Archive for March, 2010

I Can Love A Prairie Fire

Last weekend, I got to participate in an oak savanna restoration with Gary Werner and some Ice Age Trail volunteers. The goal was sort of to “weed out” undesirable trees and shrubs like box elder and hateful, invasive buckthorn so that any future controlled burns of the area wouldn’t be able to spread out of control. Several sawyers – guys with chainsaws and specific gear and training – took down a couple dozen trees. Every few minutes, we’d all stop what we were doing to watch as another tree fell. Then we sliced and diced each tree into pieces big enough to carry. We dragged them to one of two gigantic brush piles that took turns smoldering and blazing over our heads.

The location was the Table Bluff segment of the Ice Age Trail. The trail goes through an oak savanna/prairie that was planted around fifteen years ago on the front end of the property. It looks great. The old oaks are thriving, and the young ones, mostly Bur Oaks, stand over six feet tall. That’s a grand accomplishment with all the deer in the area that love the tender shoots of baby oak trees.

A Bur Oak. (Not my photo)

Bur oaks can live for 300-400 years, according to an article by Marlin Johnson published in Mammoth Tales in 1996 (one of the many pieces I am cataloging as part of my work with the Ice Age Trail Alliance). They weather fire well: full-grown Bur oaks have heat-resistant bark, and the seedlings don’t die when they are engulfed in flames. Instead, the stems burn but the root system becomes stronger. Johnson writes,

Indeed, many early Wisconsin settlers broke their plowshare trying to cut the bond between these brushy oaks and the prairie sod. Much to the pioneers’ chagrin, they discovered that three-foot-tall oak brush grew atop 100- to 200-year-old stumps hidden deep underground.

Why not leave the woods around the trail as they are? you may ask. Good question.

The function of prairie and oak savanna restorations, as far as I understand it, is twofold. First, as native plant communities, they represent a biodiversity that vanishes in development and sprawl. Prairies in Wisconsin harbor the federally endangered Karner Blue Butterfly as other landscapes cannot do.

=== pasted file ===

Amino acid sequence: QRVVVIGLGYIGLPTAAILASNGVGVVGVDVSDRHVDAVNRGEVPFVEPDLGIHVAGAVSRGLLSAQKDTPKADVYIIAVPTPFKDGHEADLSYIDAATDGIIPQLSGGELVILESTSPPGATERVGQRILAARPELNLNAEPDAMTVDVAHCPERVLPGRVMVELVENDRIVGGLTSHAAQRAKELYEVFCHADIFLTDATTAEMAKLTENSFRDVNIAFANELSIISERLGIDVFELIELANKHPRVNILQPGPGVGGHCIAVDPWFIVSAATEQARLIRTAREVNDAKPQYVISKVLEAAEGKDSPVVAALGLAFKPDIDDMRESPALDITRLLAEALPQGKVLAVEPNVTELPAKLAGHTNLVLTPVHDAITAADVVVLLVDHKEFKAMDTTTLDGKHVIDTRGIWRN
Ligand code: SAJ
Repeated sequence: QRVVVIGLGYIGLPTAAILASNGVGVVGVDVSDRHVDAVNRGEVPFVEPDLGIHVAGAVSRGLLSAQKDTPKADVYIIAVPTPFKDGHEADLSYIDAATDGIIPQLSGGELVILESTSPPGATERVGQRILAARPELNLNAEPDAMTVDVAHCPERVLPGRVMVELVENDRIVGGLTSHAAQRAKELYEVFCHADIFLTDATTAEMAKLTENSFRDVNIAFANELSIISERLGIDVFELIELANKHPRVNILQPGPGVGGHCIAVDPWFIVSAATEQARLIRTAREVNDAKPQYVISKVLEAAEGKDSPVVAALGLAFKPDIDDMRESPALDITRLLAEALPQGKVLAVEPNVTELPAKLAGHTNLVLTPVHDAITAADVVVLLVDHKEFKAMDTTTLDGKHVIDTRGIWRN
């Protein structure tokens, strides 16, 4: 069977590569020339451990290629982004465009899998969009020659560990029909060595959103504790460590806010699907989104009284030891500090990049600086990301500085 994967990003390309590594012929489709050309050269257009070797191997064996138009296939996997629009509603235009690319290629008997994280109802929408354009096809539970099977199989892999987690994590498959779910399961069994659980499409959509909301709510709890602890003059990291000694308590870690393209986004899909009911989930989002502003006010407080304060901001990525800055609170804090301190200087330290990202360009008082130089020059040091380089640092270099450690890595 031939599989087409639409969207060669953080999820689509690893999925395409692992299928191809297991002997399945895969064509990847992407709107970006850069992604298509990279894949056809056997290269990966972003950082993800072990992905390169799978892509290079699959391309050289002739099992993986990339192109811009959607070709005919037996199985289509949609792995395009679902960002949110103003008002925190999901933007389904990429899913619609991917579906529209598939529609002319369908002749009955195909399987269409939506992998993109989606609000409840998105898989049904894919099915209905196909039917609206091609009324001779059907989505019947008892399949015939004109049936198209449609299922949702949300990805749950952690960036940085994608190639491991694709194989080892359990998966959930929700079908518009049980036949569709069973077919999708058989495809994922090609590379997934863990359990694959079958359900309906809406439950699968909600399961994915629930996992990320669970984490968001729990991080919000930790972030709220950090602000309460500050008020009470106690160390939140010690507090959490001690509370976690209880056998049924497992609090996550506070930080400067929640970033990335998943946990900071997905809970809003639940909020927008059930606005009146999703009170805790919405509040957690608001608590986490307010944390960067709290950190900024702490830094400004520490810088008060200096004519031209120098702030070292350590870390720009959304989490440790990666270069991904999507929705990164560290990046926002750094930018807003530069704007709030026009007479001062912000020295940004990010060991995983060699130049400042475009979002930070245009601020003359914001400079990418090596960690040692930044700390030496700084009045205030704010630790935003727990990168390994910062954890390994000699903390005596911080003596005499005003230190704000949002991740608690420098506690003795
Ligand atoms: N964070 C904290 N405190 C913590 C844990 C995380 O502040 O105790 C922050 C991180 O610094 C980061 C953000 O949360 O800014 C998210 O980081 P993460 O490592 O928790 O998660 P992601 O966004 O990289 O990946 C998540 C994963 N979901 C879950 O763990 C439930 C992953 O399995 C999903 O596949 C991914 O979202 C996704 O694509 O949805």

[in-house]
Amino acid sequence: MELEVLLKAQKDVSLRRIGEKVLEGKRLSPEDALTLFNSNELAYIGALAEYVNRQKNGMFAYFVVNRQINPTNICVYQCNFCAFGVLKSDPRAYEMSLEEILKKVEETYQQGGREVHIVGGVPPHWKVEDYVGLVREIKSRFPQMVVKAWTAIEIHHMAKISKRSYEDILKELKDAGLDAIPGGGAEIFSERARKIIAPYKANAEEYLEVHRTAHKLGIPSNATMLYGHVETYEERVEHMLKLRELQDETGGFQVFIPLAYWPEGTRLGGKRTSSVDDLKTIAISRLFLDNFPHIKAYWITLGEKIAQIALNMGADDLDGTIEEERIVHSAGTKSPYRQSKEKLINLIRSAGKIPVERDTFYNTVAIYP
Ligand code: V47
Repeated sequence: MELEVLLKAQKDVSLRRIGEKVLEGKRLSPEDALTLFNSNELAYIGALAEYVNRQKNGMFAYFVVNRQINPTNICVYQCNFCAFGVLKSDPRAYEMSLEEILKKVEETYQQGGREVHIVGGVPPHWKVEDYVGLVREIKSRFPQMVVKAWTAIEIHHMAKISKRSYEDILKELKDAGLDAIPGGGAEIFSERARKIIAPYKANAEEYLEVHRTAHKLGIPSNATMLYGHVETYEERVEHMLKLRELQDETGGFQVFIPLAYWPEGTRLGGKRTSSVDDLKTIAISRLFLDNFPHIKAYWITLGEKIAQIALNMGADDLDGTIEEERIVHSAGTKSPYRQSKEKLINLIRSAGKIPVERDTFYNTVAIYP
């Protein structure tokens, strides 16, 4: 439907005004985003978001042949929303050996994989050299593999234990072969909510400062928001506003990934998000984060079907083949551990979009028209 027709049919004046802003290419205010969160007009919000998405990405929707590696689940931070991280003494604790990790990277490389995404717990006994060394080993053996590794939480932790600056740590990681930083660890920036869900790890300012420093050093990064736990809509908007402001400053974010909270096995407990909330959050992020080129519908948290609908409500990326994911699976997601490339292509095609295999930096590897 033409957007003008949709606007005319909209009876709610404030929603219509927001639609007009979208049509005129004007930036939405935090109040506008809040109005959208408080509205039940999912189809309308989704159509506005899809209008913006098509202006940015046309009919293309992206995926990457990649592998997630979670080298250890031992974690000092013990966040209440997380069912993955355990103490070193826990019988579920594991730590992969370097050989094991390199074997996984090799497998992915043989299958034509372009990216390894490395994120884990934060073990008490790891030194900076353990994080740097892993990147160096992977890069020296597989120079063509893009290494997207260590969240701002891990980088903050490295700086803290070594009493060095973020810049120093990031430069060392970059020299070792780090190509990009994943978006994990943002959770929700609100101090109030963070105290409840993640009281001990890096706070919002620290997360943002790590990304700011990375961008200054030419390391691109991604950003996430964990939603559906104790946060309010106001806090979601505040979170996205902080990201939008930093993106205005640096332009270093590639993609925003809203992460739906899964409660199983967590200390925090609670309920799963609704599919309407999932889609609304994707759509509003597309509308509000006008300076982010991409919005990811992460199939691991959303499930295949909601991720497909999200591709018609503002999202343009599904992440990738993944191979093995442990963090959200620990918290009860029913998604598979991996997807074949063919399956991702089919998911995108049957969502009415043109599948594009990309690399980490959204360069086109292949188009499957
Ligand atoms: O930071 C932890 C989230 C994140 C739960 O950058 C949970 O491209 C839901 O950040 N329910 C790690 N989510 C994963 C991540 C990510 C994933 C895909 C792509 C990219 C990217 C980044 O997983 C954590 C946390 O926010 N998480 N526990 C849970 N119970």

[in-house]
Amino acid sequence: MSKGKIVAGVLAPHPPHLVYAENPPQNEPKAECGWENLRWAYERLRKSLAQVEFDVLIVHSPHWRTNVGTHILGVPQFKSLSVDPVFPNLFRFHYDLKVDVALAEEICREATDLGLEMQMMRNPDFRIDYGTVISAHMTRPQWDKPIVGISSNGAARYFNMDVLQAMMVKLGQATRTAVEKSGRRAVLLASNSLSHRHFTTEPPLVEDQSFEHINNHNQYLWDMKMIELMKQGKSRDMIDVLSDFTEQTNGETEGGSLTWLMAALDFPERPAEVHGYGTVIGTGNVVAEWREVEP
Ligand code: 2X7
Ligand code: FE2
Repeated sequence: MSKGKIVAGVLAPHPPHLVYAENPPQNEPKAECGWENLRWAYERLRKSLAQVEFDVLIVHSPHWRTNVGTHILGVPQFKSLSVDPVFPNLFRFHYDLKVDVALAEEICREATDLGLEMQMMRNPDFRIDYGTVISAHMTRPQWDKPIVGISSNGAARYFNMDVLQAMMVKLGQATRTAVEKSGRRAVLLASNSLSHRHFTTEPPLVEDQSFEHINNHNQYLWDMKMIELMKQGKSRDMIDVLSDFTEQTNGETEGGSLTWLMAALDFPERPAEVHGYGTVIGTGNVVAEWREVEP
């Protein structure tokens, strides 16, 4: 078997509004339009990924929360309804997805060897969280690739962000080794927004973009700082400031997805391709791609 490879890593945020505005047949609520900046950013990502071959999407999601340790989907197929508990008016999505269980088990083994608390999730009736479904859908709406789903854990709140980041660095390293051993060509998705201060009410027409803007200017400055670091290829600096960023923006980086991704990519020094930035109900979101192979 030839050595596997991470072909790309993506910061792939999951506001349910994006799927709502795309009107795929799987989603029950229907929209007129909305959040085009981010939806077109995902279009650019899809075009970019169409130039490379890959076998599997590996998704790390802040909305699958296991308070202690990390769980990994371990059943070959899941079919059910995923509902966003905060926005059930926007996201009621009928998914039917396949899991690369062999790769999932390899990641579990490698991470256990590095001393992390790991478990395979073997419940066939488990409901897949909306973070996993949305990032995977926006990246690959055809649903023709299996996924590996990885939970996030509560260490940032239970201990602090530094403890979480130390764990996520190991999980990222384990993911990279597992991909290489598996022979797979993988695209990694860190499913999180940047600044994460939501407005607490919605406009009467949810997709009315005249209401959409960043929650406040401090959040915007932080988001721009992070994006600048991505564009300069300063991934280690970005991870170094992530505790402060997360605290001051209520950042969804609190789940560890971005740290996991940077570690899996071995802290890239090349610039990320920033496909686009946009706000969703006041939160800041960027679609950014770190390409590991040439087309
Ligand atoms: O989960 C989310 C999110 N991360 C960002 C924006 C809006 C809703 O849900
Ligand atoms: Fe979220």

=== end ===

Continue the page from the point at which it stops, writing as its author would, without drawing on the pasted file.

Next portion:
I did a report on these little guys in about second grade, I think. Their larvae eat only lupine, a plant native to the Wisconsin prairies. As the prairies have dwindled, so has the butterfly. Of its old stomping (fluttering?) grounds from New Hampshire to Minnesota, only a few havens remain in Michigan, New York, and our very own Wisconsin. My home state, Indiana, no longer sees much of it, sadly. So there’s an example of the need for such biodiversity in habitat.

The second reason for these restorations is interpretive. Part of the vision of the Ice Age Trail Alliance is that the trail be

a continuous footpath through diverse landscapes that

  • Provides a natural corridor that protects habitat and enables the movement of wildlife;
  • Serves as a lifelong educational resource;…and
  • Links the history and diverse human cultures of the land that we call Wisconsin.

Restoring land in the trail corridor and in its viewshed to its pre-settlement state makes hiking the Trail an educational experience. Hikers get to see what Wisconsin looked like before the farms, before the highways, before the houses. That knowledge, I think, makes people feel closer to the land they live on, and maybe it makes us more aware of our impacts on it. But not only that – seeing native landscapes allows us to imagine the ways that glaciation affected the lay of the land. When prairie grasses and Bur oaks sway gently on the back of an esker, we can see how well that ridge of sand and gravel, created as silty streams flowed out of the melting glacier, plays host to exactly the kind of habitat where Karner Blue Butterflies flourish.

If you want to participate in the work the Ice Age Trail is doing, become a member.

Habitat restoration on the Ice Age Trail is only one of the many ways that one can steward the land. For your personal entertainment and edification, here are two fantastic songs by a fantastic band called Jayber Crow. One’s about another heat-resistant tree species, the Jack Pine, which actually needs fire in order for its seeds to germinate.

The other is a love song for a prairie fire.


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